Retroposon analysis and recent geological data suggest near-simultaneous divergence of the three superorders of mammals

Hidenori Nishihara, Shigenori Maruyama, Norihiro Okada

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133 Citations (Scopus)


As a consequence of recent developments in molecular phylogenomics, all extant orders of placental mammals have been grouped into 3 lineages: Afrotheria, Xenarthra, and Boreotheria, which originated in Africa, South America, and Laurasia, respectively. Despite this advancement, the order of divergence of these 3 lineages remains unresolved. Here, we performed extensive retroposon analysis with mammalian genomic data. Surprisingly, we identified a similar number of informative retroposon loci that support each of 3 possible phylogenetic hypotheses: the basal position for Afrotheria (22 loci), Xenarthra (25 loci), and Boreotheria (21 loci). This result indicates that the divergence of the placental common ancestor into the 3 lineages occurred nearly simultaneously. Thus, we examined whether these molecular data could be integrated into the geological context by incorporating recent geological data. We obtained firm evidence that complete separation of Gondwana into Africa and South America occurred 120 ± 10 Ma. Accordingly, the previous reported time frame (division of Pangea into Gondwana and Laurasia at 148-138 Ma and division of Gondwana at 105 Ma) cannot be used to validate mammalian divergence order. Instead, we use our retroposon results and the recent geological data to propose that nearsimultaneous divisions of continents leading to isolated Africa, South America, and Laurasia caused nearly concomitant divergence of the ancient placental ancestor into 3 lineages, Afrotheria, Xenarthra, and Boreotheria, ≈120 Ma.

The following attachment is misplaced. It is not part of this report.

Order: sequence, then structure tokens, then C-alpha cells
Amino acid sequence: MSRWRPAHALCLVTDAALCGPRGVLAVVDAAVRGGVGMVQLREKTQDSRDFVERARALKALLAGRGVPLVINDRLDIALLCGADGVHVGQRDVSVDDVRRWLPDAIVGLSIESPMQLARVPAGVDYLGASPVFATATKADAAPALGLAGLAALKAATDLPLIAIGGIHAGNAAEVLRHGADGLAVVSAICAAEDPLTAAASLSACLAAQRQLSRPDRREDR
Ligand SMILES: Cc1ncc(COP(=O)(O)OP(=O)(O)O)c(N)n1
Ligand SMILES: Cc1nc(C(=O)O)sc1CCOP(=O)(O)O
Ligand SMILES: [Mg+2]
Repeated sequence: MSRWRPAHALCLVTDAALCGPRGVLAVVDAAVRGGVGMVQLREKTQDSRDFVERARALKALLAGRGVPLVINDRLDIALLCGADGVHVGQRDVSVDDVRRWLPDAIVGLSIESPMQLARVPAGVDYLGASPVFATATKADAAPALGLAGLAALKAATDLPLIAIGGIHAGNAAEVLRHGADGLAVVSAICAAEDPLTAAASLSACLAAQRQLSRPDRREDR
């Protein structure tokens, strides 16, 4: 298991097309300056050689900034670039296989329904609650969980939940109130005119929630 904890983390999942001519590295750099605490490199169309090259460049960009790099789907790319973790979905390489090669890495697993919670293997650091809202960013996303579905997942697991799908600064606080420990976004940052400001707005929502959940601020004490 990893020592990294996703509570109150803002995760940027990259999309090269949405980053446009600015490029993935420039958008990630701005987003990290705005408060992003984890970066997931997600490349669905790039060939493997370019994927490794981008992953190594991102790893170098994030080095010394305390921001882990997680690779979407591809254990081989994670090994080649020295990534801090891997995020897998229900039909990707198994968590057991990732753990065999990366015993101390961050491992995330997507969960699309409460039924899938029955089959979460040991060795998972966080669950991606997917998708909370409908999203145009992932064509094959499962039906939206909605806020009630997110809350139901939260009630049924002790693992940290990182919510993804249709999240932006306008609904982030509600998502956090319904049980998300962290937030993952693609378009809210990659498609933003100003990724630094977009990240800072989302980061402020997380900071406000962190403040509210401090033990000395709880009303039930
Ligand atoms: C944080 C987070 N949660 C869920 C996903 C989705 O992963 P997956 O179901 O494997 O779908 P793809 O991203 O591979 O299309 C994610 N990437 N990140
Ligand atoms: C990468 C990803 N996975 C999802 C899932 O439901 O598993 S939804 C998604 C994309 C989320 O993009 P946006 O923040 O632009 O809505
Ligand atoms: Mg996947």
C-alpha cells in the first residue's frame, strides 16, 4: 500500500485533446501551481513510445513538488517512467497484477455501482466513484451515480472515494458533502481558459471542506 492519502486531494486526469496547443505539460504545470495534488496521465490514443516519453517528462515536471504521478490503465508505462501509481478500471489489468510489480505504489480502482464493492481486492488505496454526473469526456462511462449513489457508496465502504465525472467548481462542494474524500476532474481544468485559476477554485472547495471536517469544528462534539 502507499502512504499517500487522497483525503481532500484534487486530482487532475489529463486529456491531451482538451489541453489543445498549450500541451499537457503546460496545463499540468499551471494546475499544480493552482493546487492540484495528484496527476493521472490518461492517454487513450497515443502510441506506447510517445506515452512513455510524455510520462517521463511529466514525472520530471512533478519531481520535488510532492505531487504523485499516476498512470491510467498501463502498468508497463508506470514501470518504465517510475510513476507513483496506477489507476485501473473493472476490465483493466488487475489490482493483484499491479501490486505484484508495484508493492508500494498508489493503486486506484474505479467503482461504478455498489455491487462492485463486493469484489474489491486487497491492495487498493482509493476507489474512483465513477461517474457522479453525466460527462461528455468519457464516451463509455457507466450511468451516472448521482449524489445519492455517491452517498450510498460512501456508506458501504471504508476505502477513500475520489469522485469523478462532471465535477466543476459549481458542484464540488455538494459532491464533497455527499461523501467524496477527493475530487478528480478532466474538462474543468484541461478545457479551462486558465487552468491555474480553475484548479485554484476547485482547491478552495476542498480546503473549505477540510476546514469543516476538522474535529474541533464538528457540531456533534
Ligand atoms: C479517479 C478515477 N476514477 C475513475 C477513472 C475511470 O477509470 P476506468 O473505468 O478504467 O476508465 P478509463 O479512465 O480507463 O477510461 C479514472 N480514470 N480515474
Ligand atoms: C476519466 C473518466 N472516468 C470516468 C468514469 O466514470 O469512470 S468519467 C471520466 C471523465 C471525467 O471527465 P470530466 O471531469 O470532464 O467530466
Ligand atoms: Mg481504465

Original languageEnglish
Pages (from-to)5235-5240
Number of pages6
JournalProceedings of the National Academy of Sciences of the United States of America
Issue number13
Publication statusPublished - Mar 31 2009
Externally publishedYes


  • Continental divisions
  • Incomplete lineage sorting
  • Long interspersed element 1
  • Mammalian phylogeny
  • Paleobiogeography

ASJC Scopus subject areas

  • General


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